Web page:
even through the four-point restraints
heís thrashing, damn I have to reglove 
now, hold still, please keep your head 
on the pillow sir, doesnít he understand 
Iím trying to help? Itís late, Iím 
tired, and thereís three more to see
after him, damn it, hold still!
And then that moment ó where I grasp 
his shoulders perhaps a little too firmly, 
rip the drape from his face so he can 
see me: Iím not going to say this 
one more time. Do you understand? 
And even through his drunken stupor
he understands.  I know he understands.
The ugly part of this relationship.
This potential to do harm.
And he laughs, almost mocking.
And lets me continue.

Evie Shockley, Two Poems
( Jersey City, New Jersey )
the history of my breasts

first spotted in my motherís kitchen sink, just
above the water, glistening like wet earth against

the turquoise enamel, a single chubby fold not
far beneath my lower lip, in a similar pout.


					they melted back into my chest
					for years, then condescended
					to peak out again, little horizontal
					rockies no boy would soon scale.


		    shunning underwire, they asserted
		    independence, but were unable

		    to hold the attention of a
		    strapless dress.


	frosty were the windows, warm
		was his tongue.


				folded again last
				year, pressed
				into wedges like
				cheese, for photos.
				a needle drew
				a question mark

				on the leftóthe right
				was left out.


	     you brush from them the dust
	     of worry with unmedical thumbs

	     and lick them until they glisten
		     again like new.


prohibition: the call girl speaks

i have been the trader and the trade.
	i know my business: to track this fast
traffic as it circulates, on foot,

by plane, train, and auto (always hand
	to hand); not to get distracted by
the signs, the wires, the guns, or the crooks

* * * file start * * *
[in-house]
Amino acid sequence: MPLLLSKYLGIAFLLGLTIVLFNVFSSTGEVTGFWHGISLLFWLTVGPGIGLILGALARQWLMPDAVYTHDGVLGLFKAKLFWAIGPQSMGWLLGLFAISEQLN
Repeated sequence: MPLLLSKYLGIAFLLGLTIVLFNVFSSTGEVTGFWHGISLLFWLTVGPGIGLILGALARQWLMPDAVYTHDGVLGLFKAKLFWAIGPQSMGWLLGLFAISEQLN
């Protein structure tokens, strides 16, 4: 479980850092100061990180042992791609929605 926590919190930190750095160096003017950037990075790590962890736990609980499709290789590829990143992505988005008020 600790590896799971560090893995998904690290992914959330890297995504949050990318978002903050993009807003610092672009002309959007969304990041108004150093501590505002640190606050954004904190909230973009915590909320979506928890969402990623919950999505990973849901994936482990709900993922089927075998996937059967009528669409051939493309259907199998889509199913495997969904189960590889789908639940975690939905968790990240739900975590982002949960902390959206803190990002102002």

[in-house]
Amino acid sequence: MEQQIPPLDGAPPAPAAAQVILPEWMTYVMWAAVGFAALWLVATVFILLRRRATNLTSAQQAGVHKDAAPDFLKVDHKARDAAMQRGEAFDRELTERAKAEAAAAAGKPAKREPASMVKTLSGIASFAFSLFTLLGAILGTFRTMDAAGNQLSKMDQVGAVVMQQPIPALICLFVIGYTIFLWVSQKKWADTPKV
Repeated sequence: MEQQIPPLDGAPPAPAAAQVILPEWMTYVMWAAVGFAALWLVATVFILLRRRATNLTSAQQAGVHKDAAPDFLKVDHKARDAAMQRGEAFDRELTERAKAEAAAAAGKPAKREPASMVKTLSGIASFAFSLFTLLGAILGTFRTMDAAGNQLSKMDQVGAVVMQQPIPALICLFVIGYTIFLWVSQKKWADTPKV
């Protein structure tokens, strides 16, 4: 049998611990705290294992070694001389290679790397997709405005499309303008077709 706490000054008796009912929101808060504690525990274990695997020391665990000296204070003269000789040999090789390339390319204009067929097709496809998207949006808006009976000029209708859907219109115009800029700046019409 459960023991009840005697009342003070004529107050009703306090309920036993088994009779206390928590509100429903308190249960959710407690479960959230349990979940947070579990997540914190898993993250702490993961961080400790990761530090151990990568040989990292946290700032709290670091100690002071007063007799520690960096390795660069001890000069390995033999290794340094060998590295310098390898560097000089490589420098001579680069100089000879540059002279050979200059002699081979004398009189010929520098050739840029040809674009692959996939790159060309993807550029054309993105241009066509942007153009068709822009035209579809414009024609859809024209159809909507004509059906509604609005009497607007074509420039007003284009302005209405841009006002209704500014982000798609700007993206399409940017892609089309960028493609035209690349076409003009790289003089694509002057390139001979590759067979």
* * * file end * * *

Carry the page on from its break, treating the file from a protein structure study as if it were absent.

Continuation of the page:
(whether outlaw or above it), and
	certainly not by the damn liquor.
i keep my right eye on the money.

             ( after thomas hart bentonís bootleggers, 1927 )

Jordan Stempleman
( Iowa City, Iowa )

the details
from what's lost then
the enormous explanation

at the point from
what seems to sound

of the urgent ring
the available stretch
towards the liable

the innocent
and remembered

faint forms for what seems
fixed to remain
certain and told

and older
by the revived stays

that no longer announce
what isnít
for now

Nick Bruno
( Canada )
The Gathering

How quickly the mind turns
from antechamber to attic,
cluttered with boxes of must-
filled memories of life 
that cannot be expunged 
by that scythed mannequin
which at first appears Ė  the figure
of a scarecrow in an open field
with no sky.

Open the cartons in search of 
the picture of my mother doubled over
with a group of paesani
I do not recognize Ė figures bent
like in a Millet painting
by the train tracks picking
dandelion greens before
they flower Ė a side-dish
of my mother curtsying to her youth Ė

now unable to toss 
a crumpled napkin across to me
even if her life depended on it.

I - Kneaded
III - Windy Vowels, Consonant Doors
IV - To Carry Emptiness

Featured Artist - Leslie Marcus

Featured Poet - Robert Lietz

Current Issue - Fall 2006